Manzanillo Sun article

Fish Life of Manzanillo

2012 May 2012 Nature Terry Sovil

 By Terry Sovil from the May 2012 Edition

Panamic Sergeant Major

The Panamic Sergeant Major ranges from 5-100′ (1.5-30M). They have an elongated, disk shaped body, usually black and silver to white head and belly. They often have bluish and blue-green tints. Breeding males generally display a blue wash when courting or guarding eggs. This fish is common from the Sea of Cortez to Panama. They generally form loose aggregations above boulder-strewn reefs and slopes with good water movement. They are most common in the 10-25′ (3-7.5M range). Breeding males will aggressively guard their egg patches and will charge and nip intruders. They tend to ignore divers

The Panamic Sergeant Major is from the family of Damselfishes. They feature yellowish wash on back with five to six dark bars on their body and at the base of their tail. They grow from 3-5” (7.5cm-12.5cm).

Panamic Soldierfish

The Panamic Soldierfish is red with no distinctive markings. They are uniform in color on body and fins. They have large, obvious scales. They are from the family of Squirrelfishes noted for their large eyes. They range in depths from 10 to 80 feet (3-24M).

They are common from the Gulf of California and the southern coast

of Baja to Panama. They tend to be solitary or form small groups. During the day they drift inside cracks, crevices, small caves and under ledge overhangs. They may mix with Bigscale Soldierfish and Tinsel Squirrelfish. They forage in the open at night in the 15′ to 40′ (4.5 to 12M) range. They are wary when approached and will retreat deep into their hiding places but will return after a short time to peer out. They grow from 4.5”-6” (11 to 15 CM) with a maximum of 7” (17cm).

Peacock Razorfish

This is a personal favorite that I’ve seen often at Club de Yates – the finest, and one of the only shore dives in Manzanillo. They prefer warmer water and inhabit sandy areas near rocky reefs. They have a spike and can point it forward to ward off predators. If frightened or startled they escape by diving beneath and moving under sand. They are generally wary of divers but can usually be observed with a slow approach.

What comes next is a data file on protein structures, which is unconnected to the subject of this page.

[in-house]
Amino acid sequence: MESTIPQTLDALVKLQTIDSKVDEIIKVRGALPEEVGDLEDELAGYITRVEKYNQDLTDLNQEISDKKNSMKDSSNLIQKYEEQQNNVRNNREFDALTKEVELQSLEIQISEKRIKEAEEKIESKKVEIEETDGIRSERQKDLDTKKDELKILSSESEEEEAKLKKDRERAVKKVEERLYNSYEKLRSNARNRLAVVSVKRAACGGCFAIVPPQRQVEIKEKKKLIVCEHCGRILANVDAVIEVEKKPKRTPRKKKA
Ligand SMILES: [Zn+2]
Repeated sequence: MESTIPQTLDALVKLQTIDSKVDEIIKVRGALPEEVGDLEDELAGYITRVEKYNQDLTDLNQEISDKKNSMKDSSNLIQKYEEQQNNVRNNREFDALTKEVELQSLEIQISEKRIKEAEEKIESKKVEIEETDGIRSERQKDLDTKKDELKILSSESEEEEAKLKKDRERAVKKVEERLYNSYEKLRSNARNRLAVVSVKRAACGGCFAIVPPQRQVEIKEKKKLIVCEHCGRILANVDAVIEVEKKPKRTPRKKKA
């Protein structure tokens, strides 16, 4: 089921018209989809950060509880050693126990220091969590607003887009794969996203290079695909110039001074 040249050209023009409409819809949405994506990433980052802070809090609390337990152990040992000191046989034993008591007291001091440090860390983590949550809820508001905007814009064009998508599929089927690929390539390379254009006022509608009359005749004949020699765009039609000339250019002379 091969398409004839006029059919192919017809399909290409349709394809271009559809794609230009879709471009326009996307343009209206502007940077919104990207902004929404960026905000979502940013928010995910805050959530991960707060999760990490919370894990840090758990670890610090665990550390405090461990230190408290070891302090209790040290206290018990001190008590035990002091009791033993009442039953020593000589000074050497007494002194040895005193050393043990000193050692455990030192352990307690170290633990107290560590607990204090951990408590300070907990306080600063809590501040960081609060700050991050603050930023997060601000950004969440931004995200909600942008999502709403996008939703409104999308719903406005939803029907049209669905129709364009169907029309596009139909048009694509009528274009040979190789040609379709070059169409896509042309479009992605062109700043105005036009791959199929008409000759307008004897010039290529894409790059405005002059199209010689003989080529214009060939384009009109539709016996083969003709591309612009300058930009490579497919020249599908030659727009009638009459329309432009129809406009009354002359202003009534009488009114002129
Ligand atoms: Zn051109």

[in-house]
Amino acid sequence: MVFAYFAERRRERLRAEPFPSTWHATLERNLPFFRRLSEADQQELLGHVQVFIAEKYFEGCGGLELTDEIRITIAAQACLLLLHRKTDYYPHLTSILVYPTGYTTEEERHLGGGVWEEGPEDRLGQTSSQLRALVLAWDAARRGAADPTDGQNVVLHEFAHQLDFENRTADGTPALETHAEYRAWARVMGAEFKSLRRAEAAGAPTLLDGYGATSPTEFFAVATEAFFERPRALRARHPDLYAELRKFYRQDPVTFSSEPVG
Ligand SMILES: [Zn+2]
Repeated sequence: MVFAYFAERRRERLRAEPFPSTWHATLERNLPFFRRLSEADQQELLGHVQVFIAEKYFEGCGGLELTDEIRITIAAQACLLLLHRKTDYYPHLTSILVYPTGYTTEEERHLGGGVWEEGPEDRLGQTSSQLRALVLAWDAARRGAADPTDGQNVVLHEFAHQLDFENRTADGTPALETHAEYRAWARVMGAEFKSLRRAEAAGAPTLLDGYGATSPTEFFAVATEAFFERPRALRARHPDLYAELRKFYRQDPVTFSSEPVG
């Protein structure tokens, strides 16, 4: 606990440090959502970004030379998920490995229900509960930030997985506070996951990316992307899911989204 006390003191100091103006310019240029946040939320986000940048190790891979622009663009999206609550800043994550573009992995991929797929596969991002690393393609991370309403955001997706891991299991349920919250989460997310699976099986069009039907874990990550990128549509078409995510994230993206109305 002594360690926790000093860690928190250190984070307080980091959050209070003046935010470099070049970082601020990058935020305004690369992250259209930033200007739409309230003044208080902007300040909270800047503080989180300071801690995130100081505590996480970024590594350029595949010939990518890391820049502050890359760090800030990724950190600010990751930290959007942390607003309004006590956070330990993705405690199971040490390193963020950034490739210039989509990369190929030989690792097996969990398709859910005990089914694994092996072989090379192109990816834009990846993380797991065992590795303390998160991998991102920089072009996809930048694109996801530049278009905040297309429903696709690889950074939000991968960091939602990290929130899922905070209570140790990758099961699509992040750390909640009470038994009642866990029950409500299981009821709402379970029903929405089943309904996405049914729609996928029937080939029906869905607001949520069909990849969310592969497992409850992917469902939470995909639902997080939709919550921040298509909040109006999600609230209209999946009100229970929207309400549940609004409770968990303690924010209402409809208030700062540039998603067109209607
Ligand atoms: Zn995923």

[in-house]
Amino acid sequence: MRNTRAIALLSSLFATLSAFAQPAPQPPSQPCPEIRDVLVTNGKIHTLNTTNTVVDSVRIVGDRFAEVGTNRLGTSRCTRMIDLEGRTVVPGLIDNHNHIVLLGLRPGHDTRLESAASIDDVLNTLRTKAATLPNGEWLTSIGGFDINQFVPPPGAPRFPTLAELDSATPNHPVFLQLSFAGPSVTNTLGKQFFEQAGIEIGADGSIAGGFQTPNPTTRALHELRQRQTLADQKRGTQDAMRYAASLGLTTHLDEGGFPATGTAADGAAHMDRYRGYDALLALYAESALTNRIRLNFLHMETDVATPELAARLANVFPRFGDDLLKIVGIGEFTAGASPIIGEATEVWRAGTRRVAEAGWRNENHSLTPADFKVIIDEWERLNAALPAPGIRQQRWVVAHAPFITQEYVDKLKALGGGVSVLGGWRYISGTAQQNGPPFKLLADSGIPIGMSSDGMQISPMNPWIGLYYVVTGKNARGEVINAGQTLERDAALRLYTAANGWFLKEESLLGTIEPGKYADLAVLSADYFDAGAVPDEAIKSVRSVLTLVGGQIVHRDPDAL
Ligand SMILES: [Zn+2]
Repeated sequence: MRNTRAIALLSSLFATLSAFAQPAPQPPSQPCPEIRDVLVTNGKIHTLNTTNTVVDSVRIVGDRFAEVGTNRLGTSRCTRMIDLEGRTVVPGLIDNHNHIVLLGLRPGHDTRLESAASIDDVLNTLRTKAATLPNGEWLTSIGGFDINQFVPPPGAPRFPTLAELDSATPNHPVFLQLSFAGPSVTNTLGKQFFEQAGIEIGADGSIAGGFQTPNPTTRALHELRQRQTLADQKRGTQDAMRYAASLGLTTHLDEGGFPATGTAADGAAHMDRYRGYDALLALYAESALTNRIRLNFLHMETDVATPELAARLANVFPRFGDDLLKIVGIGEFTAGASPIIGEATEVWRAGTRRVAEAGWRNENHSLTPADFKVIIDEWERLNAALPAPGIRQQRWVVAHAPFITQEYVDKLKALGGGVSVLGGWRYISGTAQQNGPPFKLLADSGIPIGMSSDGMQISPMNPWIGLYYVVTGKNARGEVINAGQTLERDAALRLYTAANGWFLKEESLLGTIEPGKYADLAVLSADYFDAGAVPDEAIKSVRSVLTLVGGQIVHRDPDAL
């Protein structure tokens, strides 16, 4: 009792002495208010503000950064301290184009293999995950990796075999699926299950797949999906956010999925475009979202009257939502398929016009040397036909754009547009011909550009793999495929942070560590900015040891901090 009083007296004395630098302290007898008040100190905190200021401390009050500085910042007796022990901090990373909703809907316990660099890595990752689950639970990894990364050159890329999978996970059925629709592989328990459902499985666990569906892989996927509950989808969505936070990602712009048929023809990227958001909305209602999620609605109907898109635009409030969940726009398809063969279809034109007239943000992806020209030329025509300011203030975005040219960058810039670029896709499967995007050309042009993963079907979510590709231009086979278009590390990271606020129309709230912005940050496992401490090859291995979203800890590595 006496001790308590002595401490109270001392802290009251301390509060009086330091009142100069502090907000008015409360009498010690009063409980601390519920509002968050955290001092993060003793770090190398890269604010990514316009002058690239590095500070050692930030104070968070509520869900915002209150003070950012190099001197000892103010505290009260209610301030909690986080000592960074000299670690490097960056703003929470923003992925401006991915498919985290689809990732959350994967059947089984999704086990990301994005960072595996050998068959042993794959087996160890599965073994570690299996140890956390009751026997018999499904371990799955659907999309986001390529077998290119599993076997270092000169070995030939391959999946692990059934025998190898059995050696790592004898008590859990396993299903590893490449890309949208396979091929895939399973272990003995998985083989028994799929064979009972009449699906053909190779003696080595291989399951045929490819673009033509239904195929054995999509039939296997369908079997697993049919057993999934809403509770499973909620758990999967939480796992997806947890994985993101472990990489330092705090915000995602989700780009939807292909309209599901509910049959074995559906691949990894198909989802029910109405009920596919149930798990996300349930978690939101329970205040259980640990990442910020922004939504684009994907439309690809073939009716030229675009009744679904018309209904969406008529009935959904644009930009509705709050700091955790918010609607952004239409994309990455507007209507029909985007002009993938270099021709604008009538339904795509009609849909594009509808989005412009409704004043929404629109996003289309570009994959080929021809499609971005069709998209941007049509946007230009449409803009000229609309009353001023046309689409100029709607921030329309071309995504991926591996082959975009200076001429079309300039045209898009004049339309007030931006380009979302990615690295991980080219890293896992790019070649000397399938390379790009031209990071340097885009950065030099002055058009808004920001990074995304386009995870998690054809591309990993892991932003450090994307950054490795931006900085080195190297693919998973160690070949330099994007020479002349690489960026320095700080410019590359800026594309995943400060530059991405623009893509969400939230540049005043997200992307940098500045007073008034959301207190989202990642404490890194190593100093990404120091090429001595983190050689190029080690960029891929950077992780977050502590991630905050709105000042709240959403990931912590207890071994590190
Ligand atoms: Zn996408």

The Peacock Razorfish is from the family of Wrasses. They feature include their first two dorsal spines which form a sharp spike. Their head profile is blunt. They grow from 5-10″ (12-25 cm) with a maximum of 14″ (35 cm).

Player Scorpionfish

The Player Scorpionfish ranges from depths of 15 to 480’ (4.5 to 145 M). They have a heavy stout head and body often with numerous skin flaps. They can pale, darken and change color to blend with the background. They are common from the Gulf of California and Pacific Coast of Baja to Panama. They are a solitary fish and inhabit rocky, boulder-strewn/gravel-strewn slopes and wall ledges camouflaging with their surroundings. They are ambush predators that lie motionless waiting for unsuspecting prey to pass near their large mouths. Even when divers approach they remain still, relying on camouflage. They move only when closely approached or if molested. The spines of the dorsal fin are venomous and can cause a painful wound. Many divers can have one pointed out and they still can’t see it as their camouflage is very good.

They are from the family of Scorpionfish and have heavy, often reddish, circular blotches on their fore body. They range in size from 5” to 9” (12-22cm) with a maximum of 11″ (24cm). Their spines are venomous.


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